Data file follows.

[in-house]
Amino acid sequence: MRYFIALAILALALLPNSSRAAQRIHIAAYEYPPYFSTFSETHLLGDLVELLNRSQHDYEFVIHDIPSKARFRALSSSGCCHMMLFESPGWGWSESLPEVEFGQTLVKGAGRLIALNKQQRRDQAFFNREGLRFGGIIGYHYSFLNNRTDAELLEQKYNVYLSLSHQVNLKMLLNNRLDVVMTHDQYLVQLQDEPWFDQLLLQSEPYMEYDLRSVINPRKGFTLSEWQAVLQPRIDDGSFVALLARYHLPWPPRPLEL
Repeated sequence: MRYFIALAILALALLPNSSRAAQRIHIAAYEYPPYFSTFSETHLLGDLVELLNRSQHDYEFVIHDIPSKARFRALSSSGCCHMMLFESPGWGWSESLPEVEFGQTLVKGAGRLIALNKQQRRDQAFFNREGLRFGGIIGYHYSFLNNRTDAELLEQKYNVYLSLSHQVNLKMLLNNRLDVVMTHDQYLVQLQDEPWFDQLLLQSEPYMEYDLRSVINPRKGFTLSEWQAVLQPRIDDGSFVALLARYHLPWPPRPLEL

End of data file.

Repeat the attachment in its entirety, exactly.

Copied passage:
[in-house]
Amino acid sequence: MRYFIALAILALALLPNSSRAAQRIHIAAYEYPPYFSTFSETHLLGDLVELLNRSQHDYEFVIHDIPSKARFRALSSSGCCHMMLFESPGWGWSESLPEVEFGQTLVKGAGRLIALNKQQRRDQAFFNREGLRFGGIIGYHYSFLNNRTDAELLEQKYNVYLSLSHQVNLKMLLNNRLDVVMTHDQYLVQLQDEPWFDQLLLQSEPYMEYDLRSVINPRKGFTLSEWQAVLQPRIDDGSFVALLARYHLPWPPRPLEL
Repeated sequence: MRYFIALAILALALLPNSSRAAQRIHIAAYEYPPYFSTFSETHLLGDLVELLNRSQHDYEFVIHDIPSKARFRALSSSGCCHMMLFESPGWGWSESLPEVEFGQTLVKGAGRLIALNKQQRRDQAFFNREGLRFGGIIGYHYSFLNNRTDAELLEQKYNVYLSLSHQVNLKMLLNNRLDVVMTHDQYLVQLQDEPWFDQLLLQSEPYMEYDLRSVINPRKGFTLSEWQAVLQPRIDDGSFVALLARYHLPWPPRPLEL